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Digesting the lowest rung of pop culture so you don't have to!
When it first announced that legendary film Ridley Scott would team up with acclaimed author Cormac McCarthy to make a movie starring Michael Fassbender, Cameron Diaz, Brad Pitt, and Javier Bardem, most just assumed enormous box office and generous critical acclaim would find the finished product. The end result, ensemble crime pic The Counselor, flopped over the weekend, grossing an anemic 8 million dollars (lower than its expected 10 million dollar opening). Additionally, critics found the picture lacking, and it eventually wound up 35% on Rotten Tomatoes, well below the gaudy numbers expected of such an anticipated film featuring so much Hollywood talent. So, what exactly what wrong?
The Counselor had the misfortune of opening after a string of highly successful adult-targeted movies. Gravity has been an unequalled hit this fall, grossing nearly 200 million dollars in about three weeks. The Tom Hanks starrer Captain Phillips has also done good business at the box office, becoming Hanks’ biggest non-franchise role in almost ten years. Additionally, the Hugh Jackman-Jake Gyllenhaal drama Prisoners has also done well. Each of these films has found overwhelming critical acclaim, with Gravity and Captain Phillips considered locks for multiple Oscar nominations. The Counselor realistically never stood much of a chance opening up just a few weeks after this successful string of pictures.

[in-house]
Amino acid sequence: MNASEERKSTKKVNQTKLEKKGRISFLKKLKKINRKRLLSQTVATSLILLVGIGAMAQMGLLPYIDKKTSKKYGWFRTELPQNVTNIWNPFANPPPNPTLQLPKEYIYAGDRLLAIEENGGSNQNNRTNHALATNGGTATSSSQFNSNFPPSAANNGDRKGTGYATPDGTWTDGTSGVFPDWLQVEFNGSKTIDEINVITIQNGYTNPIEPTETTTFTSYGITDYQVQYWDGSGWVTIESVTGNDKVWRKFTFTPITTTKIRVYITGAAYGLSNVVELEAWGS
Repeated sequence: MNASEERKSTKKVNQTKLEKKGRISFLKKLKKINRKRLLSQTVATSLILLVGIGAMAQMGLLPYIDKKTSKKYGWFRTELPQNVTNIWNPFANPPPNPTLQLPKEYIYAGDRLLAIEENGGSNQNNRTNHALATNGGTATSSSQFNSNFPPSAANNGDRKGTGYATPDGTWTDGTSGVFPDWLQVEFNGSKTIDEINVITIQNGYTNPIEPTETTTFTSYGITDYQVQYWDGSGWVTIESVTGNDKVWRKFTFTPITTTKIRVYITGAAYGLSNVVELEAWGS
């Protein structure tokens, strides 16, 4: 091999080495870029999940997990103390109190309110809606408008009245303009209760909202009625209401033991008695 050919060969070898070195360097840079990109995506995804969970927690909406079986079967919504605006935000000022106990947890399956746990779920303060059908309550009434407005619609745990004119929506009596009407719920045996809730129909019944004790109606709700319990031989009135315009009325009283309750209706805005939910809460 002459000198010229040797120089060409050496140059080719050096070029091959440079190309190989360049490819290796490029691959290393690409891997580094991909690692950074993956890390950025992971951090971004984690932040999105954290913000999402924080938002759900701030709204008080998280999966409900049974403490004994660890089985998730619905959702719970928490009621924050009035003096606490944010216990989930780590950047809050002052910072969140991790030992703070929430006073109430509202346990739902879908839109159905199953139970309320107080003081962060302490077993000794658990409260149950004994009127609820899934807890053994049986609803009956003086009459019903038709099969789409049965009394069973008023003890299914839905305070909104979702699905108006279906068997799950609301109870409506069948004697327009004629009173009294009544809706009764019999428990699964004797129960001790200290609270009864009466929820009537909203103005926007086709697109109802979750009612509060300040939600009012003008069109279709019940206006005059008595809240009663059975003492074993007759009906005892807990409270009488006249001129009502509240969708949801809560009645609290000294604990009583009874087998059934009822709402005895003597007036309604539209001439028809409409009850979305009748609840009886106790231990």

As noted earlier, the pedigree behind The Counselor is extremely high. McCarthy wrote No Country for Old Men, which was adapted into a highly successful film (starring Bardem incidentally) a few years back. That film met with much critical acclaim, generating a must-see awards season buzz. The Counselor was met with critical derision, with some calling it unlikable and unpleasant. Comparisons were also made to last years Killing Them Softly, another poorly-received Brad Pitt-starrer that met with divisive reviews. Audience reception of The Counselor was considerably poor, with those who actually did see the film scoring it a D per CinemaScore polls.
So often I write about how the marketing behind a flop film is to blame for some level of a film’s failures. Last July’s Pacific Rim was a good example of this over the summer, with Warner Bros. failing to capitalize on significant online buzz. The Counselor is another example of this, as the disorienting and considerably confusing trailers and TV spots gave no indication of what The Counselor was even about. 20th Century Fox typically puts a fairly good effort into marketing their marquee releases, but totally dropped the ball with The Counselor. A more straight forward marketing effort, with clearer trailers and more visible TV spots, could have brought in more business (based on star power alone, I have to believe) ultimately. As it stands, The Counselor is just a poorly reviewed, badly received failed prestige pic that apparently wasted a ton of talent.